How Can I Get My Hens to Lay in their Nest Boxes?

Sometimes hens lay their eggs on the floor of the coop, which can be a problem because the eggs get soiled from their manure, and the eggs are more likely to get cracked, broken, or stepped on.

Hens will also sometimes find hiding places outdoors to lay their eggs, and that can make the eggs hard to find.

It’s best if you can get your hens to lay in their nest boxes.  Fill the nest boxes with a soft, absorbent nesting material, such as dry straw.  Hens like to lay eggs in dark places, so place your nest boxes along the darkest wall of the chicken coop.  If you’ll put a few ceramic or wooden artificial eggs into the nest, the hens will see those eggs, and it will encourage them to follow suit by laying in the nest boxes also.

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22 Responses to How Can I Get My Hens to Lay in their Nest Boxes?

  1. Nancy Flowers says:

    I have a question: this morning one of our favorite young bantams was found dead in the chicken enclosure. There was no sign of struggle, but we found his head and one wing; the second wing was across the chicken yard, still in the enclosure.
    What sort of predator would leave the head and wings…? No other feathers were found anywhere…? We have a camouflage netting across the top of the enclosure to discourage hawks and owls from dive-bombing our babies (and to keep the babies from flying out!)… I can’t find how a critter got in (and out) without leaving a sign.

  2. Jerry says:

    I have used golf balls to encourage laying in the nest boxes; also, all of my hens stopped laying a while back, I thought it was the weather. The remedy was I gave them lots of crushed oyster shell, and everything is back to normal..

  3. Gail L says:

    We have 8 hens. They are 3 yrs old a couple of months ago for no apparent reason they stopped laying. It has been very hot here in South Carolina this summer. We have tried giving them electrolytes in their water. We feed them laying pellets some corn, sunflower seeds occasional treat of fruit. They free range all day. We have 3 buff orpingtons, 3 black australorps, 2 easter eggers. They had been lots of eggs until the summer. We just can’t figure out what has happened for all of them to quit laying at one time. Help!!!

  4. Diab Hammad says:

    I have 45 layers. Normally I get about three dozen eggs a day.
    At the moment my hens are moulting.
    Lately I am getting 10 eggs a day.
    What is the reason for the low number if eggs. Is it the feed or, the weather, or what?

  5. Wanda Lord says:

    I use cat carriers picked up from garage sales. They work every time and are easy to clean.

  6. Judy Grosskopf says:

    How old are your chickens when they lay their first egg?

    • Matthew Pressly says:

      Judy, hybrid egg layers (such as Leghorns, Red Stars, or Black Stars) typically start at 4-5 months. Heritage breeds take longer, usually 5-7 months. Look for an article from us next week on the blog about this very topic.

  7. Colene says:

    I had one problem with the fake eggs… I put one in each box (12) and after I did that I had 10 hens setting… I finally had to take them out, but those fake eggs did help with the breakage problem… I actually saw 4 hens pecking on a fake eggs, they tried their best to break that “egg”!!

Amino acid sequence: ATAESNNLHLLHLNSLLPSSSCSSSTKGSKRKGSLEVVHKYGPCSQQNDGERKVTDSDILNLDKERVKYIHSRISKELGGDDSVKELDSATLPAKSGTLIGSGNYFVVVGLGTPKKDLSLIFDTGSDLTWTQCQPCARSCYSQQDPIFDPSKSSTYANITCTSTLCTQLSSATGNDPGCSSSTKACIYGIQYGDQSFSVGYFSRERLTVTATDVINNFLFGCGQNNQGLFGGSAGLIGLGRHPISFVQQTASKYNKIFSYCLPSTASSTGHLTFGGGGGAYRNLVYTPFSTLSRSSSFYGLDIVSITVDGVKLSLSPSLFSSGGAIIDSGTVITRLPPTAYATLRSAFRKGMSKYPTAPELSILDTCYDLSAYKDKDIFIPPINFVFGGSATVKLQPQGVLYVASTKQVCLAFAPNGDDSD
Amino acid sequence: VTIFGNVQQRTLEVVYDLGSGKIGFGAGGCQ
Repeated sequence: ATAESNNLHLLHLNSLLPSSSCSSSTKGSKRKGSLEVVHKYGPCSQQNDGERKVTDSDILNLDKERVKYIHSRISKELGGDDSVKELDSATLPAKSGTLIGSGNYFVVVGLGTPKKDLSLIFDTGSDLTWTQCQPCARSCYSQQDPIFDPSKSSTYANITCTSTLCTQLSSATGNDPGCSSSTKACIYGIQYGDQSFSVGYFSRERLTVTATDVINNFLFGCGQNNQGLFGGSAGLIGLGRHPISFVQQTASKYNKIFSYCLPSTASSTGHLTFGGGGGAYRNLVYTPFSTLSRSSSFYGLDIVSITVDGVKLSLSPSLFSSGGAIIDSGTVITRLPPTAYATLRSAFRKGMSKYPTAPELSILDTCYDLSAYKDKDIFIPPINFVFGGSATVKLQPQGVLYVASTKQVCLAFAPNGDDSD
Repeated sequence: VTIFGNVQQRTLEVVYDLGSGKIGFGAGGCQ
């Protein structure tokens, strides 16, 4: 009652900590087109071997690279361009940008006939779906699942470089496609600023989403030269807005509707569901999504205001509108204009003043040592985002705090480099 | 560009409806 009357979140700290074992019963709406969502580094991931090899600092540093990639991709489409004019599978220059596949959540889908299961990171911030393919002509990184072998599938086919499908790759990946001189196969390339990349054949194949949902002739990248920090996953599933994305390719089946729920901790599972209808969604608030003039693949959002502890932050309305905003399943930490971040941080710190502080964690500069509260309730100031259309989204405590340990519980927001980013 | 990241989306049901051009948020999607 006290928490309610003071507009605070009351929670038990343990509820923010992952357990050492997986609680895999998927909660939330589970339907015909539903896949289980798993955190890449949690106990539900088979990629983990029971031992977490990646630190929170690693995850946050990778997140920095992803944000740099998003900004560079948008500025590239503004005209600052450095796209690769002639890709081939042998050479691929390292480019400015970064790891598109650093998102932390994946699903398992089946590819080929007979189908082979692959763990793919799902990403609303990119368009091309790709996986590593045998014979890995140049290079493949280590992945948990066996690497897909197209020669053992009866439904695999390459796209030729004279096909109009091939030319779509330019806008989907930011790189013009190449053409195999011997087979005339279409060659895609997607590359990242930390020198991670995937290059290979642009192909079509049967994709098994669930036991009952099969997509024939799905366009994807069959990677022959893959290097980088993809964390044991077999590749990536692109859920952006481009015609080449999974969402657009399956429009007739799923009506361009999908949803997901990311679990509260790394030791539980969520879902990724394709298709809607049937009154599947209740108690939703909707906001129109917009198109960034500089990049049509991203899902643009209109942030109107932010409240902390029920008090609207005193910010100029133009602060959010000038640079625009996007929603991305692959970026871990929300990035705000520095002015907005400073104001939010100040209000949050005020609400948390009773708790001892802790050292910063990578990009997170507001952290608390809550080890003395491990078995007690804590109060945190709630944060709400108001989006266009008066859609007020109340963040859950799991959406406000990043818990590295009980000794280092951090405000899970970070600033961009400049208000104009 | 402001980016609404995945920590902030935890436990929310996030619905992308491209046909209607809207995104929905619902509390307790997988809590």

8. I got a couple of old speaker boxes from the Take-it-or-leave-it at our dump. Works great, needed an extra box as one of the broody hens chases the others out. I’m going to try the golf balls trick too. Thanks!

  9. judy falzerano says:

    I’ve tried everything: sawdust, they kick it out, hay they kick it out, they have a roll of nest boxes, and I put in glass eggs. They also kicked them out on the floor. They want to lay in a dish pan sitting on the floor; I do have sawdust in it that I change often. I tried putting more pans out for them, but all want to lay in the same pan. Out of 48 eggs I get a day there are only about 10 that lay either on the floor or in the nice egg nests. Sometimes there are 6 to 8 chickens on top of each other laying in the dishpan. I don’t get many broken eggs though, a couple a week if I’m not able to pick the eggs up often. Now I have 18 new chicks that will be laying soon, so I’m hoping they will use the nests.

  10. Marie says:

    I just put ceramic eggs in the nests. Works great! We were replacing our nest boxes so the didn’t have anywhere to lay, so we decided to use our doghouse (that our dog never uses) as a nesting house, and they love it! It’s also great for injured birds or any bird that needs to be separated from the flock.

  11. Beth says:

    I got filing boxes with a lid and cut a hole out in the side. We keep bedding really fresh in there, and they took to it really well.

  12. drprop says:

    save your money, put some golf balls in the laying boxes !!

  13. Beverly C says:

    I used plastic storage containers from Menards and cut a hole in it then fill with saw dust, and I find a rock in the driveway that sorta looks like an egg and put it in the box works like a charm have never had an egg on the ground yet.

    • Anita Erskine says:

      I think I will try sawdust next time because my young hens who are not yet laying go in and pull all the straw out of the nest boxes! Silly birds!

  14. Kim C. says:

    I use covered cat litter boxes stuffed with nice soft hay. They’re dark because they’re covered and they’re plastic so really easy to clean. Works like a charm!

    Kim C.

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